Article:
Wednesday, August 24, 2005

Army of Ron

The first Wednesday night of each fall semester (for the last 18 years) is "Lights on Stillwater", a time when local businesses, churches, organizations & just about any other group that wants to be there set up small booths to meet and greet the students. It was originally held on the OSU football field, under the stadium lights, hence the name 'Lights on Stillwater'. Being that the Athletic Department replaced the old astroturf several years ago, it changes venues almost annually. It is actually a fun activity, and one that you will see numerous people rekindling their friendships lost over the summer.

The US Army is one of the staples of those attending the function. When it was held on the football field, they would bring chin-up bars for the visitors to use. Now that they are more into their big marketing blitz, they have a true Hummer (not an H2) that appears to have been worked over by Xzibit and the rest of the "Pimp my Ride" gang, as well as an approx. 25-30 foot climbing wall. When I got there to help set up a booth for a friend, I think I actually heard the wall call my name (well, not really, but you know what I mean). We got there at 5:30 for setup and the function was to last until 10pm.

Around 9:30, Sarah and I walked around the parking lot and headed straight toward 'the wall'. Sarah asked if I was going to climb it, and I said 'sure'.

Point to remember: I am an amputee today due to a fall of approximately 12-15 feet ... from the side of a wall. In previous posts I have mentioned my being on a rock wall a few months after the amputation, but that was more of a traversing wall (only off the ground by about three feet, but you go across the wall). While I was never 'scared' of heights before my accident, they have effected me since then.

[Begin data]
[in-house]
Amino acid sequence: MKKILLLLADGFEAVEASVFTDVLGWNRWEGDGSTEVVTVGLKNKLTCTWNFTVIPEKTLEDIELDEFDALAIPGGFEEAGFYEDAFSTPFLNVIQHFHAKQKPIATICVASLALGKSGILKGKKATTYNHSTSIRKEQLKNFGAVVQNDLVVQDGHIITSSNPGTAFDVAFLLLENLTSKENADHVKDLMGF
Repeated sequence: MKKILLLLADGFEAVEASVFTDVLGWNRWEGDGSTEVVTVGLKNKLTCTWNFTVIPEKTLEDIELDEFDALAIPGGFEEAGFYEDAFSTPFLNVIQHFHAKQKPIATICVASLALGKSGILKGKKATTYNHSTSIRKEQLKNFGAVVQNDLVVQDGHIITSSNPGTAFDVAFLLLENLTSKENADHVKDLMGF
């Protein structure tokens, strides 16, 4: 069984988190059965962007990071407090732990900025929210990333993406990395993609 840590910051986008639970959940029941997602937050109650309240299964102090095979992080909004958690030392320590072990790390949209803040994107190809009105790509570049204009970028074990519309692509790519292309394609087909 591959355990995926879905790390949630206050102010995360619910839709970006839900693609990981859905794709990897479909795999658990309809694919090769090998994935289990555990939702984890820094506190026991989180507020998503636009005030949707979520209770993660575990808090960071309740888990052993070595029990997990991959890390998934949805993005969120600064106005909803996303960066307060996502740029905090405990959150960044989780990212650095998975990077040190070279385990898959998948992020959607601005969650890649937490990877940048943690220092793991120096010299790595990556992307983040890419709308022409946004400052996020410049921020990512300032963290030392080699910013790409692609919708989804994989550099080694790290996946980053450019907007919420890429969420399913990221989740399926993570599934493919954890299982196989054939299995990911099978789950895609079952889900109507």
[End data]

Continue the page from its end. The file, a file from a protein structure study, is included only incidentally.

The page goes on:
I went to the main table, signed the appropriate "if you get killed or maimed, you can't sue us" paperwork and proceeded to the wall. They suggested going barefoot, for better control on the small outcroppings. When I took off my right shoe, and my fake foot was viable, one of the Army guys said "what's that?" (I think he knew, but simply spoke without thinking ... a true trait of the Army). I asked if there were any problems with an amputee climbing and he replied "No Sir", as if I had been his old drill Sargent. After I was wearing the appropriate rigging, they got me on the wall before I could come to my senses (chicken out, in other words).

About halfway up, I lost my handhold and started to slip. The feeling was just like June 25, 2001 at 2:00 pm, but this time I was able to re-secure my grip. After a few seconds to compose myself, I finished the climb all the way to the top. Oh, what a feeling (no Toyota jokes please) New problem, how to get down. The instructions say "lean back and let go". Hummm, been there, done that, got the prosthetic foot to prove it.

I looked down to confirm the 'just let go' command. Yep, you're right, I shouldn't have looked down. It took a ton of confidence in that mechanical belay brake, but let go I did. Free fall was probably all of three feet before the belay brake activated, but it seemed like a lot more. After it activated, it was a smooth ride down.

I DID IT ... I killed (or at least wounded) my "height dragon"! Between the Pimp my Hummer (there are so many jokes in that statement, I won't even start) and the rock wall, the "Army of Ron" had a small victory!

I would like to extend my thanks to the US Army for this personal victory ... both to those state-side and those away from loved ones :-(

You know, I was trying to figure out how to work in the old "Be all that you can be" slogan, but then realized that might not be appropriate for an amputee. I guess I would have had to use "Be most that you can be". ;-)
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